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This is used in an economic context:

We don't monetize ourselves properly, so we don't hit margins.

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4 Answers

One of the meanings of hit is to reach or attain (a specified level or amount); profit margin is the amount by which revenue from sales exceeds costs in a business.

Prices are expected to hit a new low.
The new train cab hit 100 mph.

The sentence you reported can be rewritten as

We don't monetize ourselves properly, so we don't reach high profit margins.

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I think the implicit word is "expected," or that the word is referring to specific margins that were introduced earlier. –  Potatoswatter Jan 31 '11 at 4:58
    
I take that margins is referring to profit margin, which is the amount by which revenue from sales exceeds costs in a business. –  kiamlaluno Jan 31 '11 at 14:14
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Margins are edges of a thing. In finance, a margin is "a sum deposited with a broker to cover the risk of loss on a transaction or account." There is no larger context to the sentence, but I would expect that the word monetize signifies that the term is being used in the financial sense. What it probably means is that the enterprise is worried that if it doesn't get enough capital going forward, the creditors are likely to call in the debt.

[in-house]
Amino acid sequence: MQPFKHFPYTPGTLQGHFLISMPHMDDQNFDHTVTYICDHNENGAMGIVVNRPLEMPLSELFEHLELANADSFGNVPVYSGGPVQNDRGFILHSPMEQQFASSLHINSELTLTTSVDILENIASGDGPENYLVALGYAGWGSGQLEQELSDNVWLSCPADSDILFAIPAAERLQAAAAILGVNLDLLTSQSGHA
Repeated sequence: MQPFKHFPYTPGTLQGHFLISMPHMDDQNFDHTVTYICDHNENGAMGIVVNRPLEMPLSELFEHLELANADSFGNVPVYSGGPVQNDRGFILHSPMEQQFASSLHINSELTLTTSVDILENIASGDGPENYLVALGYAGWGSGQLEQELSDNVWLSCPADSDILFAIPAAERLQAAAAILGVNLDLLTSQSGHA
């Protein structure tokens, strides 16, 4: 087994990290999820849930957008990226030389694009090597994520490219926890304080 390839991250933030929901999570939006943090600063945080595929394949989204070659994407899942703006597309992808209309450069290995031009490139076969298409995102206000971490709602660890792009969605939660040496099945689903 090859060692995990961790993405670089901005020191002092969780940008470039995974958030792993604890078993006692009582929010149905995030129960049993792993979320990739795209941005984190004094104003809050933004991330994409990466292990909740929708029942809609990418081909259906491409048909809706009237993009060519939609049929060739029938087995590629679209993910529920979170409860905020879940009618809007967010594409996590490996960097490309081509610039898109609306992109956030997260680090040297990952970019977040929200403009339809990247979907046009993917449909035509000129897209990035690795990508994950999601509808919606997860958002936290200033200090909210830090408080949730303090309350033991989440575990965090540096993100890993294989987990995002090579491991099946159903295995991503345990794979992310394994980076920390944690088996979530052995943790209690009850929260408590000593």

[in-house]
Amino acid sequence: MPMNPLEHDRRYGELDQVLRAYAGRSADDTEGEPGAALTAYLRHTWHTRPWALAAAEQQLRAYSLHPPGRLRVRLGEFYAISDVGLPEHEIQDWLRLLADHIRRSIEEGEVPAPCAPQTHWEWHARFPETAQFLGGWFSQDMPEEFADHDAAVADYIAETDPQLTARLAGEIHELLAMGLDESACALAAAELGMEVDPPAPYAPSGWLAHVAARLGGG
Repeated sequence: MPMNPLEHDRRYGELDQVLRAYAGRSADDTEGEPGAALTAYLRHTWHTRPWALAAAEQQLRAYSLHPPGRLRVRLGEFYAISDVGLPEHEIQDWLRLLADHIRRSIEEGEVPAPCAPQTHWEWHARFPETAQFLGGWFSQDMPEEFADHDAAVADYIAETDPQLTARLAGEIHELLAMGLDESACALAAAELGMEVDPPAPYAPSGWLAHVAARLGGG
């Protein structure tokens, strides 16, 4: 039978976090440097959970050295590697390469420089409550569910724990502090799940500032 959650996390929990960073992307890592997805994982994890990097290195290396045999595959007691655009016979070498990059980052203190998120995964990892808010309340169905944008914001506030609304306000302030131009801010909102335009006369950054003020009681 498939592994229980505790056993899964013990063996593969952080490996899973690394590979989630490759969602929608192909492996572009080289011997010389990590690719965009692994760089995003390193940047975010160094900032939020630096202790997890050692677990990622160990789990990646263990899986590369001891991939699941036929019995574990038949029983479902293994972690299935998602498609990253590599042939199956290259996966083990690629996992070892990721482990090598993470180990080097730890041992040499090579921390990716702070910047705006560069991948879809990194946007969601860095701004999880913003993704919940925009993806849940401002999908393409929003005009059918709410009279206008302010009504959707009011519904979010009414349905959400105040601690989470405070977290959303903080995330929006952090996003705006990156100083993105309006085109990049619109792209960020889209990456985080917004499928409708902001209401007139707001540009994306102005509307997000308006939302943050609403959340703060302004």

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Margin is the difference between what it costs a business to buy or produce something and what they sell for it.

So to hit margin simply means to profit.

Meaning of sentence:

We don't make money enough to maker our sales more than our costs.

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"Margin" is synonymous with "profit" in this sentence. "Monetize" is basically converting a hard asset to a liquid (cash) asset.

Basically:

"We don't turn our assets into cash well, so we don't make the profits that we have budgeted for ourselves."

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